Accuracy and reality in historical interpretation – a reflection on ideas of inclusion, representation and relevance

I can still clearly recall my excitement when I travelled to Melbourne, from my job teaching in Katherine (NT), for my second interview at the State Library of Victoria, where I was to be offered the position of Education Officer – Medieval Programs.  I had met a range of interesting and inspiring future colleagues, I had been taken through the amazing maze of buildings that made up the Library and I had even handled a Medici Manuscript.  Before I had even begun, I was completely sold on this new professional path I had taken.

I have a great personal interest in Medieval History and I was delighted to be able to spend my working hours playing the role of storyteller to others.  I loved finding the fascinating, obscure and shocking stories and capturing children’s interest by retelling them with as much drama and intrigue as I could muster.  What’s more, this role opened to me a new avenue to use my skills in Education and open the minds of children to new ideas, an idea that had romantically motivated me to enter the teaching profession in the first place.

At the conclusion of the State Library’s Medieval Manuscripts exhibition, my role became more focused on Victorian and Australian history, and other programs relevant to the Library’s collection and services.  I was enthusiastic in delivering the mission to make students feel like it was their library: relevant, useful and accessible to them.  I also considered myself progressive and willing to share the difficult and uncomfortable stories as well as the fun and happy ones.

But since those first months working in the cultural sector I have travelled a path of my own personal and professional learning and now, 11 years on, while I still love and believe in the sector I work in, I have a more complex and less romantic idea as to my role, responsibility and influence.

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Video Conferencing Museum Education Programs

Reflections from Perfecting the Blend Conference

paper-planeOn Friday (7th December) I attended a small part of the Perfecting the Blend Conference held at the impressive Earth Ed Centre at Mt Clear College here in Ballarat.  The whole conference ran for a full two days with a huge range of presenters talking about the innovative and seamless use of technology to support learning.  Unfortunately I was only able to attend two sessions on Friday afternoon, but they were a good opportunity to look at how Museums are using Video Conferencing to deliver Education Programs.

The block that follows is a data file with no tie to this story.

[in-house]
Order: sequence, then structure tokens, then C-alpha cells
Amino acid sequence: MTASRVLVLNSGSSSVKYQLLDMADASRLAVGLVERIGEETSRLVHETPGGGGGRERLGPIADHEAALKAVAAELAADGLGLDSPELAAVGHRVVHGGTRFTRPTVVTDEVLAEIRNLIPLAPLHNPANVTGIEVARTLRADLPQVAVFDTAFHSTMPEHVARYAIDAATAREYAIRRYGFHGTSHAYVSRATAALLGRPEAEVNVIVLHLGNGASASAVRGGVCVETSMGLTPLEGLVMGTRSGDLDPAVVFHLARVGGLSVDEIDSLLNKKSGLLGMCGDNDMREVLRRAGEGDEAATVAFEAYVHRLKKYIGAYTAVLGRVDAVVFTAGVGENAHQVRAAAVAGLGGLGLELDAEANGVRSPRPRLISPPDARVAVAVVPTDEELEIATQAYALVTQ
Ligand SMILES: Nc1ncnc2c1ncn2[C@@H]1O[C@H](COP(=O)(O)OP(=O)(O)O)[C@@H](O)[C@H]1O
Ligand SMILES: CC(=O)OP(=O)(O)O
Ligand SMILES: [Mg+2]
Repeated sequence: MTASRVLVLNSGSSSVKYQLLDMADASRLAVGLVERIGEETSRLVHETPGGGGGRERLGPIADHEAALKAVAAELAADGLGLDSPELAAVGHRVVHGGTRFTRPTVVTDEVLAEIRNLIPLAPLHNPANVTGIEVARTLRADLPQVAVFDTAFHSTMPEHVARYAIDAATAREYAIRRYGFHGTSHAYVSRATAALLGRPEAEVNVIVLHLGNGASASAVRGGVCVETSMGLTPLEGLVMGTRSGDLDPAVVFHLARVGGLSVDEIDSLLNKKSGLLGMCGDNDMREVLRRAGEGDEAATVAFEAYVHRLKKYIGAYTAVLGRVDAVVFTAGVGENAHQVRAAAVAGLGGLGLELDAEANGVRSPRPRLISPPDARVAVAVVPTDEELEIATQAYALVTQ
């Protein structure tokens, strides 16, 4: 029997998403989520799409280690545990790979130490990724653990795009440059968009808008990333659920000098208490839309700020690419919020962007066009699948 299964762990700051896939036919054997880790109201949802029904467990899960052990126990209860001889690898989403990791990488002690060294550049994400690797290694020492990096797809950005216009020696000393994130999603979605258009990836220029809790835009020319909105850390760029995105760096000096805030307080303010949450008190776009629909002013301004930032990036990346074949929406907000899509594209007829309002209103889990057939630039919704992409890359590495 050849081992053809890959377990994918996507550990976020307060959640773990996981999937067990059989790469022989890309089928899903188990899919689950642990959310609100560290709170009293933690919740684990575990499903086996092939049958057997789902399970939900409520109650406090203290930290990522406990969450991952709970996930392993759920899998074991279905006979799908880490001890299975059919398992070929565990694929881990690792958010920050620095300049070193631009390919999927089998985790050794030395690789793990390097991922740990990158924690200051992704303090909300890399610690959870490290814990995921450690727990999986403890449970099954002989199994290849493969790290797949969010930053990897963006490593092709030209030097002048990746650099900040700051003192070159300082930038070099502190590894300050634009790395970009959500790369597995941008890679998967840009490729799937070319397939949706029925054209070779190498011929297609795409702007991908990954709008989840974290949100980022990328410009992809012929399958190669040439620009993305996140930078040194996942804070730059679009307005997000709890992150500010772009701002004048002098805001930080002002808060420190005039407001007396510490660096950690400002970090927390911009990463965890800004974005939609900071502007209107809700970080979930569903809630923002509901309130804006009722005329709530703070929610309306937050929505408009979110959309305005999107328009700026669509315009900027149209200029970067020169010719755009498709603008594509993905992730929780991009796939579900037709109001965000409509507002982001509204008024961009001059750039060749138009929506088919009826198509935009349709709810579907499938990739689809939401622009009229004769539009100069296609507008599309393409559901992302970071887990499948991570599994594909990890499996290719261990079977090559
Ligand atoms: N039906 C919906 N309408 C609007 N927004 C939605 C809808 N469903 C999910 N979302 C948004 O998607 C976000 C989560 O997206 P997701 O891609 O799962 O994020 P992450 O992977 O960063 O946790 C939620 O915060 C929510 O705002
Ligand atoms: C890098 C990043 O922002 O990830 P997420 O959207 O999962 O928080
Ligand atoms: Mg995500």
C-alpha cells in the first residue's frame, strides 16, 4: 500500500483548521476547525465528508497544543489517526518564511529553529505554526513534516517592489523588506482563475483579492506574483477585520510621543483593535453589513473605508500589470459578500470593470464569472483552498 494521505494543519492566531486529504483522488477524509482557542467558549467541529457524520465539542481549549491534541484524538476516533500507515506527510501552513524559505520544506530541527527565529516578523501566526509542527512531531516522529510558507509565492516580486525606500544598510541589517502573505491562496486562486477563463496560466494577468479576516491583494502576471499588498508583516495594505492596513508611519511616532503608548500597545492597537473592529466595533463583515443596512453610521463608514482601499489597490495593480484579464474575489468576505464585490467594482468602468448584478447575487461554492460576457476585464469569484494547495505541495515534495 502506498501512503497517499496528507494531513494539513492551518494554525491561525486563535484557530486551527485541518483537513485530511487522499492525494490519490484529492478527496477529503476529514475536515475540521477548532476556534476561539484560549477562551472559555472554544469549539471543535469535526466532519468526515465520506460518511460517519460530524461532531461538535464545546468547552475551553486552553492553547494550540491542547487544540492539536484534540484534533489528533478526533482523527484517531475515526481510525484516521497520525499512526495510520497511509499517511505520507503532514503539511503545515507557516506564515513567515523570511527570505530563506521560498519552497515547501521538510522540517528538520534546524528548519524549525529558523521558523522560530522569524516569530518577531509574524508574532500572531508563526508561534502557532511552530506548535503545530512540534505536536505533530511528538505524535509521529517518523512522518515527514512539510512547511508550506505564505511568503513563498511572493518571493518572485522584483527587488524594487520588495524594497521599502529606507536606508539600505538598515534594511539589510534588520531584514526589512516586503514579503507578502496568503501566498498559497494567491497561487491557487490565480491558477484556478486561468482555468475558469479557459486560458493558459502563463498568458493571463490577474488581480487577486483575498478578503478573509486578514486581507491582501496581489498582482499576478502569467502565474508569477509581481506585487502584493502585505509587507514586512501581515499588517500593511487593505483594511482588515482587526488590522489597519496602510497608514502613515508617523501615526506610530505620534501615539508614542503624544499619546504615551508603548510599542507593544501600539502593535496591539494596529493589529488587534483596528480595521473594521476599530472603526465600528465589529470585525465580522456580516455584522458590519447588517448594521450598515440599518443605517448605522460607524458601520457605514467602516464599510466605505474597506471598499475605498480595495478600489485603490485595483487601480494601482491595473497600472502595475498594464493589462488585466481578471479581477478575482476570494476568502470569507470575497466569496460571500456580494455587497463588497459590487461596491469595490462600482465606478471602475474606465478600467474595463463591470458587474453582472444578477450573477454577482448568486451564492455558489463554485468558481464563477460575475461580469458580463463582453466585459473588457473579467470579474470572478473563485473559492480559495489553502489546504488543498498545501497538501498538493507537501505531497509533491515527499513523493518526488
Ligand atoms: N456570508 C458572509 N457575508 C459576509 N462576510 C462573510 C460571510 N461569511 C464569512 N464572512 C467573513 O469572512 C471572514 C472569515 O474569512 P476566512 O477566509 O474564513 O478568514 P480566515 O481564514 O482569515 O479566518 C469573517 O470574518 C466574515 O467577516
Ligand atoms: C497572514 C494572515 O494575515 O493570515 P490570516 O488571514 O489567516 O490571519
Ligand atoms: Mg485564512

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Education in Museums

Education in Museums – Reflections from Museums Australia Conference

Last week at the Museums Australia conference in Adelaide there were a number of presenters that spoke about Museum Education (broadly referring to museums, galleries, libraries, zoos, historic sites etc.) – about engaging school audiences.  Despite being an Museum Educator myself, I intentionally did not go to all education-related presentations, with the aim of looking more a the big picture of what is happening in Museums.  However I did go to a number of Education streams, particularly on the first day of the conference.  From these presentations I came to some general thoughts and conclusions about what is happening in our sector…

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Mobile Devices for Learning on Excursion

Mobile Devices for Learning on Excursion

Mobile devices have great potential to transform the excursion experience of students, making it more relevant, personalised and richly informative.  Traditional museums are sometimes limited to panels and labels for providing information and context to their collections, while outdoor museums, like Sovereign Hill, are sometimes limited by the absence of explicit information on panels and labels.  While museums are engaging in innovative and enriching interpretation techniques on top of this, mobile devices offer a broader, and simultaneously more explicit, interpretation experience.

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Valuing Historical Fiction

Historical Fiction – making history fun

Working in history education is great fun, especially at a place like Sovereign Hill.  I ended up working in this field, I believe, largely because of my love of reading and watching historical fiction.  I have not trained as a historian or a conservator, but I like to think of myself as having a little bit of both inside.  But I’m not a purist.  I love history for the fun, fascinating stories about the past.  I find the most pleasure in the creative imagination that comes from thinking about history’s people and their deeds.

Sure, evidence is important (and archaelogy is cool, especially when it involves Tony Robinson!) and teaching kids to read and understand sources is a necessary part of history teaching.  But it’s the stories that make it amazing and joyful.

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